PNG TO BUILD $1 BILLION CAPITAL-LAE HIGHWAY

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PORT MORESBY, Papua New Guinea (PNG Post-Courier, Sept. 27) – The National Government will spend PGK3 billion [US$ 1.06 billion] to build the proposed 170-kilometer [102 mile] Trans-Island Highway linking Lae and Port Moresby.

The road project which will run through Wau along the Bulldog track to Tapini in the Central Province and to Malalaua is expected to start mid next year and will go on for a period of 10 years.

The final report of the Trans-Islands Highway feasibility study jointly conducted by the Queensland Department of Main Roads and the PNG Department of Transport was presented to the Government of Papua New Guinea yesterday.

Minister for Transport and Civil Aviation Don Polye who received the report on behalf of the Government said the work on the road will start mid next year.

"The presentation of the report today opens the first window to advance this project beyond feasibility stage," Mr Polye said.

Mr Polye said the project has been in the shelf for over two decades because the political will and the bureaucratic wheels have not been aggressive and courageous enough to push the project to design and financing stage.

"I’m starting the Trans-Islands Highway today as we the Cabinet have been working on it already," Mr Polye said.

He said this road will offer an economic channel and connectivity that gives rise to national unity.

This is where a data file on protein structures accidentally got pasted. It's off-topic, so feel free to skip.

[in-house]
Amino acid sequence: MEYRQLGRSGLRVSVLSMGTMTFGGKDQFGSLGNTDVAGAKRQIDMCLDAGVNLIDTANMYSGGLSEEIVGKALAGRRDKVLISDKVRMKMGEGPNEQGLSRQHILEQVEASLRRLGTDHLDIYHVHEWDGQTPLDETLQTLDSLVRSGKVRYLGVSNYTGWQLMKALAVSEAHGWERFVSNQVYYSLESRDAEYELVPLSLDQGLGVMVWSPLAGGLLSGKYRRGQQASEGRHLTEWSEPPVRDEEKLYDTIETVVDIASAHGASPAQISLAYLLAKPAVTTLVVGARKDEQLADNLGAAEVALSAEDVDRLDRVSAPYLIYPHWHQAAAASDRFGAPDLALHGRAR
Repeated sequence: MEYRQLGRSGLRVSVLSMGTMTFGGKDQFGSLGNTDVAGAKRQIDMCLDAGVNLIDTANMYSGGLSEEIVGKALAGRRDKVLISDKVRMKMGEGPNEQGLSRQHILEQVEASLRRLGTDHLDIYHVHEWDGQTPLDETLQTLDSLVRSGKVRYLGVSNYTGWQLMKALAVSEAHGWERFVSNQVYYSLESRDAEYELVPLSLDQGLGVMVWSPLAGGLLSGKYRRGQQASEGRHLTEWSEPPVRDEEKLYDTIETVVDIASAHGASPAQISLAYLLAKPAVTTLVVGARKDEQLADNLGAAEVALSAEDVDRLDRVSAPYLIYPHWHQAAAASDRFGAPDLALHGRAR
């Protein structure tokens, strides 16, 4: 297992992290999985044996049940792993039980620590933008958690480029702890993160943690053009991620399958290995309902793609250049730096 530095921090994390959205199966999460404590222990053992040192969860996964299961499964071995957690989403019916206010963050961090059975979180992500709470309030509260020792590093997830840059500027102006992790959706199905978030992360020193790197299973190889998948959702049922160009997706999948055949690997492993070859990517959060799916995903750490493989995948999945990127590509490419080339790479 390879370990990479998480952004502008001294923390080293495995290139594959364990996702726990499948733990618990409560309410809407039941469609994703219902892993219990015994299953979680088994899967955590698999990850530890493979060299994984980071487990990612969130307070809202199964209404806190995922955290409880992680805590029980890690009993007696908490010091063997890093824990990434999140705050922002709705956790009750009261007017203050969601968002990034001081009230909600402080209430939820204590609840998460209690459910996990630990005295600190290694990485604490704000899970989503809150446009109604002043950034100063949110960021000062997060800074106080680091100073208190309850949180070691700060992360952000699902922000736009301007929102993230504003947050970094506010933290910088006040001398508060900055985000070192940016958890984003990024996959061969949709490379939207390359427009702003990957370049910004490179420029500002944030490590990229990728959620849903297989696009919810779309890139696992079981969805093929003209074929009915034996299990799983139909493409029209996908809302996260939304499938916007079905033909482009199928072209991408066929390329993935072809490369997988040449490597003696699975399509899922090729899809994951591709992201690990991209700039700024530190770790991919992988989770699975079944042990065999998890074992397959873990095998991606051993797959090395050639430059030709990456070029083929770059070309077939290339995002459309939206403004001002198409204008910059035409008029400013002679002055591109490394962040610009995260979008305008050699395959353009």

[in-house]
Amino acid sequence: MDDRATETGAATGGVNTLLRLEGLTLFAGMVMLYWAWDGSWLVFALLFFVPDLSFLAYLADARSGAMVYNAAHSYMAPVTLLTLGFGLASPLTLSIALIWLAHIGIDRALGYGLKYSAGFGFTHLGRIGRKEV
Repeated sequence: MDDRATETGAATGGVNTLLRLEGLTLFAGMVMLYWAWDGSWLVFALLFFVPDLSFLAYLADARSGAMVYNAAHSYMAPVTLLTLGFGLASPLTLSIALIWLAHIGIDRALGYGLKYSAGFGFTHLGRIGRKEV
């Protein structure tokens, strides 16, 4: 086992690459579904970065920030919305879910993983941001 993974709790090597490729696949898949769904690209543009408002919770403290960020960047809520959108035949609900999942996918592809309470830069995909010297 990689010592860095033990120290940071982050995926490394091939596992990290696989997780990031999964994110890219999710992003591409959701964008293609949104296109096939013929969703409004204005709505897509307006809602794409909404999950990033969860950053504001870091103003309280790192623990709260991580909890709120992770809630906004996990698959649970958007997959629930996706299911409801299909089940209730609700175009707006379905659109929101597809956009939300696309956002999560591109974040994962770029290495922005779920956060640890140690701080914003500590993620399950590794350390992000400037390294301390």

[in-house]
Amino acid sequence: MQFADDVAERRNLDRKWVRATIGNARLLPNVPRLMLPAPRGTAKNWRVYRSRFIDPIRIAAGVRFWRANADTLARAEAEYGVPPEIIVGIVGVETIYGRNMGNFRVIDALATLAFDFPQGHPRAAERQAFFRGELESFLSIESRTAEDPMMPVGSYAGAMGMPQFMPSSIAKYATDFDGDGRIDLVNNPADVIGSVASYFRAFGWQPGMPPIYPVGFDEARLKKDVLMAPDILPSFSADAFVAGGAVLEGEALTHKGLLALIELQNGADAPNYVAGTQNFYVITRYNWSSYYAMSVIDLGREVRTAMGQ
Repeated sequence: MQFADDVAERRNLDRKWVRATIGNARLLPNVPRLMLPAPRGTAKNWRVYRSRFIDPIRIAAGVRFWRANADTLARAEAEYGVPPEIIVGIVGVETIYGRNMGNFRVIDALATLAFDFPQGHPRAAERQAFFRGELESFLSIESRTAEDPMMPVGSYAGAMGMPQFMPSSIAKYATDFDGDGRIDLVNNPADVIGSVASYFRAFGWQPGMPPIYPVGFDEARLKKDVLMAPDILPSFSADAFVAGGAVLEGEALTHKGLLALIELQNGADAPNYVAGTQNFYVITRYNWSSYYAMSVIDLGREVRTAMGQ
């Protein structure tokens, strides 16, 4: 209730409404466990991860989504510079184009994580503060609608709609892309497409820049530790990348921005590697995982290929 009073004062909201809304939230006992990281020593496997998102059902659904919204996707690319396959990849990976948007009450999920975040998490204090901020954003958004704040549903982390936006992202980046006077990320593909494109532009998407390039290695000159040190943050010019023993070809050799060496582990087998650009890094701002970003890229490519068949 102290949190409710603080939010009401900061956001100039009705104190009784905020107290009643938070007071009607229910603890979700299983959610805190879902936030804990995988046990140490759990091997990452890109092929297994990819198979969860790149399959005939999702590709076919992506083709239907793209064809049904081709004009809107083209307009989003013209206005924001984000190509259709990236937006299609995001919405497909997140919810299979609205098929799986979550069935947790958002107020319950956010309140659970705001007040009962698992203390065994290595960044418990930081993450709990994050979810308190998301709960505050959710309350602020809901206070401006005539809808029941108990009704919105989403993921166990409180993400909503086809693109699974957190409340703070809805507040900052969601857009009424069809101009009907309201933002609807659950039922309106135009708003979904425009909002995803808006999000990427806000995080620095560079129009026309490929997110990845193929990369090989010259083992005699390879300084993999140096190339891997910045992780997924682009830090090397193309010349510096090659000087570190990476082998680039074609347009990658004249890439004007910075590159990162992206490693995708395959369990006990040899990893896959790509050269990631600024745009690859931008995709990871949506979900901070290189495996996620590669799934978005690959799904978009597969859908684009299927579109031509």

"Better transport network drives development in a country and that is what I as the minister for transport intend to build a better transport network in the country," Mr Polye said.

A National Executive Council decision was made to connect Lae with Port Moresby.

The Minister said this connection will provide and alternative to air and sea transportation of goods, services and people between the two major cities of PNG.

"This road is intended to serve as a means to transport people, services and goods at a quickest travel time and cheapest construction cost and lesser crossways through population areas or potential commercial sites," Mr Polye said.

The final report that was presented included outlines of the advantages and the disadvantages of this link, cost effects and its effects on the air and sea transport.

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